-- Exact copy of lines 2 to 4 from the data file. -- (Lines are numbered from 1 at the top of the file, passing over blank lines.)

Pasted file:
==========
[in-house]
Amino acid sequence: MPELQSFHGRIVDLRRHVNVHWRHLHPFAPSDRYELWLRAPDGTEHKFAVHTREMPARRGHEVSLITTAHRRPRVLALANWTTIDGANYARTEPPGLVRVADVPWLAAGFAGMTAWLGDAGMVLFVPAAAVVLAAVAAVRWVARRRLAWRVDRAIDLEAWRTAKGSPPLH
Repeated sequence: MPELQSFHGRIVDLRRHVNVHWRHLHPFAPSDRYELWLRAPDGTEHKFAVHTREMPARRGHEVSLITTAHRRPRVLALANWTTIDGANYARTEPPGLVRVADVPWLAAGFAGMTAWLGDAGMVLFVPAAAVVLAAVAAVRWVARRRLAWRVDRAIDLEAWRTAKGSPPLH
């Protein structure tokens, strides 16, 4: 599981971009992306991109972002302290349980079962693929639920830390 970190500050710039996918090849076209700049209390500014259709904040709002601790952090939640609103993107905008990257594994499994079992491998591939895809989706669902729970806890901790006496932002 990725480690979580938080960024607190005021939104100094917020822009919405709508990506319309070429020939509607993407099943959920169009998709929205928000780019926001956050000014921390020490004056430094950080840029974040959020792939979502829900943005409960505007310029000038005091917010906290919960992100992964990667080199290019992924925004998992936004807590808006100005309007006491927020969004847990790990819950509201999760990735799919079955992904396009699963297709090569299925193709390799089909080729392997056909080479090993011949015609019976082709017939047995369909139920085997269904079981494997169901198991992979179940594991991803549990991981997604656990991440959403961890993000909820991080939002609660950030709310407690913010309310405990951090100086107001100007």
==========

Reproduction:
Amino acid sequence: MPELQSFHGRIVDLRRHVNVHWRHLHPFAPSDRYELWLRAPDGTEHKFAVHTREMPARRGHEVSLITTAHRRPRVLALANWTTIDGANYARTEPPGLVRVADVPWLAAGFAGMTAWLGDAGMVLFVPAAAVVLAAVAAVRWVARRRLAWRVDRAIDLEAWRTAKGSPPLH
Repeated sequence: MPELQSFHGRIVDLRRHVNVHWRHLHPFAPSDRYELWLRAPDGTEHKFAVHTREMPARRGHEVSLITTAHRRPRVLALANWTTIDGANYARTEPPGLVRVADVPWLAAGFAGMTAWLGDAGMVLFVPAAAVVLAAVAAVRWVARRRLAWRVDRAIDLEAWRTAKGSPPLH
């Protein structure tokens, strides 16, 4: 599981971009992306991109972002302290349980079962693929639920830390 970190500050710039996918090849076209700049209390500014259709904040709002601790952090939640609103993107905008990257594994499994079992491998591939895809989706669902729970806890901790006496932002 990725480690979580938080960024607190005021939104100094917020822009919405709508990506319309070429020939509607993407099943959920169009998709929205928000780019926001956050000014921390020490004056430094950080840029974040959020792939979502829900943005409960505007310029000038005091917010906290919960992100992964990667080199290019992924925004998992936004807590808006100005309007006491927020969004847990790990819950509201999760990735799919079955992904396009699963297709090569299925193709390799089909080729392997056909080479090993011949015609019976082709017939047995369909139920085997269904079981494997169901198991992979179940594991991803549990991981997604656990991440959403961890993000909820991080939002609660950030709310407690913010309310405990951090100086107001100007």